Proposed Corporate Minimum Tax

One of the measures currently being considered for inclusion within the Build Back Better Act is an enactment of a corporate minimum tax.  The provision has broadly been reported as being expected to apply to approximately 200 companies that report more than $1 billion in annual profits.

As currently proposed, the provision would be applicable for tax years beginning after December 31, 2022 and would effectively reinstate the alternative minimum tax (AMT) for corporations on a go- forward basis.  Corporate AMT will also now be segregated from non-corporate AMT.  Under these revised rules, AMT for corporations classified as “applicable corporations” is equal to 15% of adjusted financial statement income for the tax year over the corporate AMT foreign tax credit for the year.  In the case of corporations who are not “applicable corporations” for the tax year, the AMT for that tax year is specified to be zero.

Corporations would only have an additional tax liability to the extent their AMT exceeds the sum of their regular and base erosion taxes. 

Under the provision, S-corporations, regulated investment companies and real estate investment trusts would not be considered “applicable corporations”.  Classification of non-excluded corporations is made based upon the average annual adjusted financial statement income for the preceding three taxable years but only for tax years beginning after December 31, 2019. 

New IRC section §56A would be added to define adjusted financial statement income, which starts with the net income or loss the taxpayer put forth on their applicable financial statements (AFS)[1] and then layers on specified adjustments to arrive at adjusted financial statement income.  Since corporate AMT is predicated upon having an AFS, corporate taxpayers without any AFS would, from a practical application standpoint, also be excluded from AMT.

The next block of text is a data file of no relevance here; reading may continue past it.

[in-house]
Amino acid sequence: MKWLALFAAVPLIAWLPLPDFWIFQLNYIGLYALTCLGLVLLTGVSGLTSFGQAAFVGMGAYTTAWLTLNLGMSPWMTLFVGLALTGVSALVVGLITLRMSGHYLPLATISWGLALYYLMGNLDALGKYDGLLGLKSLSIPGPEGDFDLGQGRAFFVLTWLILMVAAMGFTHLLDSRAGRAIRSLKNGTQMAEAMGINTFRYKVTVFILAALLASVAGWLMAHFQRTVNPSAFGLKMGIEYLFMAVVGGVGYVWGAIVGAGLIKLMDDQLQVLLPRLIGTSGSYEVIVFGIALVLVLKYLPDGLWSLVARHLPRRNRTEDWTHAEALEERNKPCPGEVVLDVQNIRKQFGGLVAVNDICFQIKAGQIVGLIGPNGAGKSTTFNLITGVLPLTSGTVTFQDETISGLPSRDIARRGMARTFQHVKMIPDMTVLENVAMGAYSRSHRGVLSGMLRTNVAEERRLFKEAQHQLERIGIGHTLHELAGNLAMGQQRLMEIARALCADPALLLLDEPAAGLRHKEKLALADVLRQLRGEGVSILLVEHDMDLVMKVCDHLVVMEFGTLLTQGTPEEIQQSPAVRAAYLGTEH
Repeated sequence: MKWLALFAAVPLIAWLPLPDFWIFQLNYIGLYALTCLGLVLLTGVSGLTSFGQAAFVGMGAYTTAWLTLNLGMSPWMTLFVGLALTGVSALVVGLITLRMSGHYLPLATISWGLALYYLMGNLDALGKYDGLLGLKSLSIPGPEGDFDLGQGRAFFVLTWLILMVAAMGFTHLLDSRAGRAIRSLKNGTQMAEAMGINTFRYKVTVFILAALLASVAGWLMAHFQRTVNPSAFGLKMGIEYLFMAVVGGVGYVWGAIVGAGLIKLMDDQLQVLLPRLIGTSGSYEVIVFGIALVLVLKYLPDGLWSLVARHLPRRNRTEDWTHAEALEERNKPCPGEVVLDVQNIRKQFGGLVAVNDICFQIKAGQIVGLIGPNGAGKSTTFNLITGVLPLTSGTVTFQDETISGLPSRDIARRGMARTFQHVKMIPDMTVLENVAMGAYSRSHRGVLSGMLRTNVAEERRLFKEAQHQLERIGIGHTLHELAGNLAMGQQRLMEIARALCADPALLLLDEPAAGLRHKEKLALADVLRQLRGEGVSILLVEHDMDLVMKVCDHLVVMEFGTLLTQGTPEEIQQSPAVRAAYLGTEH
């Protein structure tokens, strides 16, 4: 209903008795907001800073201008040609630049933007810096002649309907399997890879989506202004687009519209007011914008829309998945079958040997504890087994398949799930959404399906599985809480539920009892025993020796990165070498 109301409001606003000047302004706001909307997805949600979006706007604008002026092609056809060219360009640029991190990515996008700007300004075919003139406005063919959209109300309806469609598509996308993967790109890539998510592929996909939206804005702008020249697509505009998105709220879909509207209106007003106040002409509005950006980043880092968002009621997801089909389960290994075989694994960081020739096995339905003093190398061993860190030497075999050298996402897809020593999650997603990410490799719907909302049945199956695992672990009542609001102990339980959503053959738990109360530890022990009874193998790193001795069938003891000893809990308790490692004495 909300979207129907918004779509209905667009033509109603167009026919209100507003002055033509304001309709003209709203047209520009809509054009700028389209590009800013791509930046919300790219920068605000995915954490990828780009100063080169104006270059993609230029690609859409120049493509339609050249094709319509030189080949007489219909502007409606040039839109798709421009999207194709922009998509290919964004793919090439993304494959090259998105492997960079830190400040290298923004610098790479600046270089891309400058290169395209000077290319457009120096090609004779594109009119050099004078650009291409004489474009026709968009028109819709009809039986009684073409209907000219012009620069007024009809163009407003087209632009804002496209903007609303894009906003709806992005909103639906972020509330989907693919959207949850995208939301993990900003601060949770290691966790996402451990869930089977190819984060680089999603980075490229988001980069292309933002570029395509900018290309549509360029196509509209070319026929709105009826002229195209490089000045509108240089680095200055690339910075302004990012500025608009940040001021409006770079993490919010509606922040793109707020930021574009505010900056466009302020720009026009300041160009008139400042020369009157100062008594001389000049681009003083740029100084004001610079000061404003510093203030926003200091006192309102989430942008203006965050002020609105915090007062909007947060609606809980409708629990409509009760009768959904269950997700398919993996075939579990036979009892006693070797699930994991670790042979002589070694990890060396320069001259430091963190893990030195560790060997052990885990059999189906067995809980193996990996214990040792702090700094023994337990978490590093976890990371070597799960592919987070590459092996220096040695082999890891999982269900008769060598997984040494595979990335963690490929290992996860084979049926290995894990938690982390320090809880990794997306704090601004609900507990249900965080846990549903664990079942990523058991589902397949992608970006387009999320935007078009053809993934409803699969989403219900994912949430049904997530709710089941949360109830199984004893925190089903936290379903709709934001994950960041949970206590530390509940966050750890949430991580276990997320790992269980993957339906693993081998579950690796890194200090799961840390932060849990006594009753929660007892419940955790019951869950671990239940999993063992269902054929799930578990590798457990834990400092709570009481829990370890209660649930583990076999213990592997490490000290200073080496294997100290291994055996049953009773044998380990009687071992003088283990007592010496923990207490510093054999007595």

Solely for purposes of determining the average annual adjusted financial statement income of a taxpayer for classification purposes, entities that would be a single employer under a modified application of IRC section §52(a) or (b) are to be treated as one person.[2]  Under this modified approach IRC section §52(a) or (b) is applied without respect to the exclusions for foreign corporations and insurance companies provided in IRC section §1563(b)(2) paragraphs C and D, respectively.

If the average annual adjusted financial statement income is greater than $1 billion, the corporation is an applicable corporation.  In the case of a corporation that is a member of an international reporting group with a foreign parent, the $1 billion test is applied by including all foreign members of the foreign reporting group and the corporation’s own average annual adjusted financial statement income would also have to be $100 million or more for it to be classified as an applicable corporation.

Under the proposed guidance, an international foreign reporting group would exist for this purpose when two or more entities are included in the same AFS with respect to the year and either 1) at least one entity is a foreign corporation engaged in a trade or business in the US or 2) at least one entity is a domestic corporation and another entity is a foreign corporation. 

Corporations may want to proactively consider the applicability and impact of the proposed legislation.

References:

[1] Applicable Financial Statements for this purpose has the same meaning as it does for revenue recognition under IRC section §451(b).

[2] Under IRC section §7701(a)(1) the term “person”, where not otherwise distinctly expressed or manifestly incompatible with the intent thereof, is construed to mean and include an individual, trust, estate, partnership, association, company or corporation.

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